On-site training is available for both private sector and law enforcement. Please contact an E-Kit Representative for more information. 815-245-8476
Electronic Evidence Seizure for First Responders 1
This 4.0 hour course is designed to introduce officers to computer evidence seizure procedures, Computer Crimes and Processing of Computer Crime Scenes. The course will also address Legal Principals regarding Computer Crimes, Digital Investigative Units, Computer Investigations and Cyber Terrorism. Areas addressed in this course include evaluating computer evidence, correlating disparate data in forming conclusions, network considerations and report writing.
The law enforcement and private security response to electronic evidence seizure requires that officers, investigators, probation officers, forensic examiners, and managers all play a role. This information serves as a guide for the first responder. A first responder may be responsible for the recognition, collection, preservation, transportation, and/or storage of electronic evidence. This is common in most law enforcement communities. Officers and security agents may encounter electronic devices during their day-to-day duties. Investigators may direct the collection of electronic evidence, or may perform the collection themselves. Forensic examiners can provide assistance at crime scenes and will perform examinations on the evidence. Managers have the responsibility of ensuring that personnel under their direction are adequately trained and equipped to properly handle electronic evidence. Each responder must understand the fragile nature of electronic evidence and the principles and procedures associated with its collection and preservation. Actions that have the potential to alter, damage, or destroy original evidence may be closely scrutinized by the courts. We must also identify qualified agencies, examiners and laboratories that can correctly process our evidence.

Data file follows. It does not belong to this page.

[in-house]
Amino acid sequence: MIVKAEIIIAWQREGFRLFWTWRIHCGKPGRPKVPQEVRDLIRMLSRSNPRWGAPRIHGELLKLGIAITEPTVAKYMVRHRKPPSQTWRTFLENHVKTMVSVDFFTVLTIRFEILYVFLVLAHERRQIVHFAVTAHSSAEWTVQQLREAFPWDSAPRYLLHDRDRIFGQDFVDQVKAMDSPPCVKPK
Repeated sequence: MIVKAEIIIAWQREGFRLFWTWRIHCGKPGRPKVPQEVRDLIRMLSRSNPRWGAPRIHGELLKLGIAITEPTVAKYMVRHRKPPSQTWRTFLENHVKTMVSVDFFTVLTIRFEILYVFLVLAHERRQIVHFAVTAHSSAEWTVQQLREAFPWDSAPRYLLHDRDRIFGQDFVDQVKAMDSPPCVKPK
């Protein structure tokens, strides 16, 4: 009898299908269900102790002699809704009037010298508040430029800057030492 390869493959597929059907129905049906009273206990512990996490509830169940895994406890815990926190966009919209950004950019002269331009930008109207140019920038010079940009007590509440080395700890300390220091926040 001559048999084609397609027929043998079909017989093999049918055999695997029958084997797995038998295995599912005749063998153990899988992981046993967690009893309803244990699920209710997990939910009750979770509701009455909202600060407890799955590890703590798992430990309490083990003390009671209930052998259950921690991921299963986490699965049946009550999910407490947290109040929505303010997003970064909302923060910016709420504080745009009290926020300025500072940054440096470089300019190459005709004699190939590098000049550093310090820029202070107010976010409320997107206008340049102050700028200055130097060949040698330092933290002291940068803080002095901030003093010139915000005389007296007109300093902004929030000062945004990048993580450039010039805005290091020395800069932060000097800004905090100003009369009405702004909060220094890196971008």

-Describe applicable laws and basic legal reasoning related to computer evidence seizure.
-Describe crime scene management considerations with digital media.
-Describe the procedures and expectations for working at a crime scene following the “Best Practices” model from the United States Secret Service and the Nation Institute of Justice (NIJ). NIJ provides objective, independent, evidence-based knowledge and tools to enhance the administration of justice and public safety. -Describe the methods/procedures required with the securing, packaging, & transport of electronic media. -Describe methods for searching for digital evidence with software such as ILOOK, FTK, Encase, etc. -Describe methods of collecting and preserving digital evidence with the “Best Practices” model from the United States Secret Service and the Nation Institute of Justice (NIJ). -Describe analytical thinking techniques related to crime scenes. -Describe digital evidence and its forms. -Describe the locations of computer forensic evidence storage (hardware/media, etc). Locate the hard drive in a central processing unit (CPU). -Describe the “chain of custody” as it relates to the proper collection and documentation of digital evidence.
Electronic Evidence Seizure Course for First Responders I"